HCUP 2012 Outstanding Article of the Year
Winners Announced at the AcademyHealth 2013 Annual Research Meeting
On June 24, 2013, the Agency for Healthcare Research and Quality (AHRQ) and AcademyHealth recognized two articles at the AcademyHealth Annual Research Meeting that used HCUP databases to explore and address health care research topics and issues. Both studies were published in peer-reviewed journals in 2012.
"The Effects of Safety Net Hospital Closures and Conversions on Patient Travel Distance to Hospital Services," published in Health Services Research, examines the effects of safety net hospital closure and for-profit conversion on uninsured, Medicaid, and racial/ethnic minorities.
Published in the Journal of Clinical Oncology, "Failure to Rescue As a Source of Variation in Hospital Mortality for Ovarian Cancer," investigates the role of complications, failure to rescue from complications, and mortality based on hospital volume for ovarian cancer.
"These articles epitomize outstanding and important research that contributes to the understanding of health policy issues and health services outcomes," said Dr. Herbert Wong, the AHRQ economist who directed the awards process. "We are honored to see the impact that HCUP has had in the investigation of these critical subjects."
Detailed descriptions of the research follow.
The Effects of Safety Net Hospital Closures and Conversions on Patient Travel Distance to Hospital Services
Safety net hospitals play a critical role in the U.S. health system, as these types of hospitals are either mandated to accept all patients or are private hospitals which serve a number of indigent patients. Certain groups of uninsured and Medicaid patients experience greater disruptions in patters of care, and relative to privately insured individuals, there is also greater travel for mental health and substance abuse care for the uninsured.
"The Effects of Safety Net Hospital Closures and Conversions on Patient Travel Distance to Hospital Services" used various years of the HCUP State Inpatient Databases (SID) for Arizona, California, Florida, and Wisconsin to examine travel distance for patients treated in urban hospitals, and assess how travel was affected for patients after safety net hospital events. This study looks at five diagnosis categories: ambulatory care sensitive conditions, referral sensitive conditions, marker conditions, births, and mental health and substance abuse.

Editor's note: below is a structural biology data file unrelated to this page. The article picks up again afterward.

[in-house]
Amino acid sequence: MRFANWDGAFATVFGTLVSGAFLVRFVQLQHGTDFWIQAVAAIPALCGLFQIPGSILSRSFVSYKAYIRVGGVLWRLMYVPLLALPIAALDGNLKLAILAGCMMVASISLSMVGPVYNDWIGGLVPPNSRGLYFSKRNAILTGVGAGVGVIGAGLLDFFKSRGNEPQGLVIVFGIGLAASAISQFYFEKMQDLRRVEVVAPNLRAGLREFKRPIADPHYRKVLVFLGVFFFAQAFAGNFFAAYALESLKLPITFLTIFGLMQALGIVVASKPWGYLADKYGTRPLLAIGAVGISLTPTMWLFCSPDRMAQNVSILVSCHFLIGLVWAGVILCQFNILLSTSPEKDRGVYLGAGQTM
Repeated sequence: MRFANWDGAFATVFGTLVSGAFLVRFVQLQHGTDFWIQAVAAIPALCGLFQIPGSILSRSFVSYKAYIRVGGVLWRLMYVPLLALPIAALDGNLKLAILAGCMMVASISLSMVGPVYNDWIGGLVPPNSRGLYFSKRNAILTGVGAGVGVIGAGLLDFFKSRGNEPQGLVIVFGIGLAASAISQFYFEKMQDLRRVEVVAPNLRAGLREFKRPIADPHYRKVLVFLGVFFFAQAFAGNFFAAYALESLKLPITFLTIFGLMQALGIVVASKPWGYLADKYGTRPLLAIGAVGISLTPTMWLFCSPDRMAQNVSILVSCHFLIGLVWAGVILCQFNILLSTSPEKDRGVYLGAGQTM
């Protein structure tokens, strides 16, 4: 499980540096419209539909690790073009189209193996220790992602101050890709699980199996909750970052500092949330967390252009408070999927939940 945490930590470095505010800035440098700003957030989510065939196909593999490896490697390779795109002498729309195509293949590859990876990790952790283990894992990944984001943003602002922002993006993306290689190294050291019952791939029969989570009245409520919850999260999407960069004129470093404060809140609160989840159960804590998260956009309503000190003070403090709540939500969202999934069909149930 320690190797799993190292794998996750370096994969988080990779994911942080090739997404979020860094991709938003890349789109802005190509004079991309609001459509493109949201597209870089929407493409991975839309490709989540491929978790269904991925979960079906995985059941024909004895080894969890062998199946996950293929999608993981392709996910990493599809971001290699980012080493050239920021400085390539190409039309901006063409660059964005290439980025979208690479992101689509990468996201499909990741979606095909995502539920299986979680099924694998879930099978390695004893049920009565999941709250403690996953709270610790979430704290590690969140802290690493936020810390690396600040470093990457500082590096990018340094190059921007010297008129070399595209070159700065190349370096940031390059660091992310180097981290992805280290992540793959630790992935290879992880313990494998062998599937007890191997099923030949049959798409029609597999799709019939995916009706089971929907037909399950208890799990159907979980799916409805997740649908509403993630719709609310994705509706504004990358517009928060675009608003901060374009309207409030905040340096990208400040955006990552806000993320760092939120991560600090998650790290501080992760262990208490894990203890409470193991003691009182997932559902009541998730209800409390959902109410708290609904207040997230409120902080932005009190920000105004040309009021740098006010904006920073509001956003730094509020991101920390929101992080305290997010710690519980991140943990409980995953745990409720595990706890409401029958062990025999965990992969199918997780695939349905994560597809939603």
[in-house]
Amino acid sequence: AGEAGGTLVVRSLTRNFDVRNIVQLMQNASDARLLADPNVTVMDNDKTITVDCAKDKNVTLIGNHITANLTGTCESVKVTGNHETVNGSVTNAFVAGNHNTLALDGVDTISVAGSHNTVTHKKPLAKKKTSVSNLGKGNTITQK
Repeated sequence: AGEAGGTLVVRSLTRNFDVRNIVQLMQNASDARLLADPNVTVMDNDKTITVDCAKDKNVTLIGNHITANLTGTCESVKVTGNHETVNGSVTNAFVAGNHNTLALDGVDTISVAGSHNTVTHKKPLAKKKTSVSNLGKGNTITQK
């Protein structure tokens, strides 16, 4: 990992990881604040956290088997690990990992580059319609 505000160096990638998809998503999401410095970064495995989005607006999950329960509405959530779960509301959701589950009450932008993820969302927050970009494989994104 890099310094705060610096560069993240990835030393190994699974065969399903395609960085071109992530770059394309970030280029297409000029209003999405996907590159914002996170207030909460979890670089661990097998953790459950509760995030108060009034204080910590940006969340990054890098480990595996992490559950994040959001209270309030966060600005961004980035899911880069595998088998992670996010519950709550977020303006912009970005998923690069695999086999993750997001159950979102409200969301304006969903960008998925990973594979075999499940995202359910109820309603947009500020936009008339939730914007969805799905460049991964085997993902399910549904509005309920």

The article concluded that closure or for-profit conversions of safety net hospitals appear to have detrimental effects on particular subgroups of disadvantaged populations. This study suggests that policy makers may need to pay special attention to these patient subgroups, as well as ease transportation barriers when dealing with disruptions resulting from reductions in safety net hospital resources.
Dr. Gloria J. Bazzoli of the Virginia Commonwealth University Department of Health Administration was the lead author of this article. In addition to Dr. Bazzoli, the authors include Dr. Woolton Lee (Centers for Medicare and Medicaid Services), Dr. Hui-Min Hsieh (Kaohsiung Medical University Department of Public Health), and Dr. Lee Rivers Mobley (Georgia State University Institute of Public Health).
Bazzoli GJ, Lee W, Hsieh HM, Mobley LR. The effects of safety net hospital closures and conversions on patient travel distance to hospital services. Health Serv Res. 2012 Feb; 47(1 Pt 1):129-50.
Failure to Rescue As a Source of Variation in Hospital Mortality for Ovarian Cancer
It has been reported that surgical volume has an important effect on outcomes for patients who undergo surgery. However, while the association between high surgical volume and improved outcomes from procedures has been well documented, the associated underlying mechanisms are uncertain.
"Failure to Rescue As a Source of Variation in Hospital Mortality for Ovarian Cancer" used the 1988 through 2009 HCUP Nationwide Inpatient Sample (NIS) to evaluate women who underwent surgery for ovarian cancer, and subsequently rank facilities on the basis of their procedure volume to determine the risk-adjusted mortality, major complication rate, and failure to rescue rate.
The article concluded that mortality is lower for ovarian cancer patients treated at high-volume hospitals. Reduced mortality does not appear to be a result of lower complications rates, but rather a result of the high-volume hospitals ability to rescue patients with complications.
Dr. Jason D. Wright of the Columbia University College of Physicians and Surgeons was the lead author of this article. In addition to Dr. Wright, the authors include Dr. Thomas J. Herzog (Columbia University College of Physicians and Surgeons), Zainab Siddiq (Columbia University College of Physicians and Surgeons), Dr. Rebecca C. Arend (University of Alabama at Birmingham), Dr. Alfred I. Neugut (Columbia University Medical Center), Dr. William M. Burke (Columbia University College of Physicians and Surgeons), Dr. Sharyn N. Lewin (Columbia University College of Physicians and Surgeons), Dr. Cande V. Ananth (Columbia University College of Physicians and Surgeons), and Dr. Dawn L. Hershman (Columbia University Medical Center).
Wright JD, Herzog TJ, Siddiq Z, Arend R, Neugut AI, Burke WM, Lewin SN, Ananth CV, Hershman DL. Failure to rescue as a source of variation in hospital mortality for ovarian cancer. J Clin Oncol. 2012 Nov;30(32):3976-82.
|Internet Citation: HCUP's Outstanding Article of the Year Awards. Healthcare Cost and Utilization Project (HCUP). June 2013. Agency for Healthcare Research and Quality, Rockville, MD. www.hcup-us.ahrq.gov/awards.jsp.|
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|Last modified 6/24/13|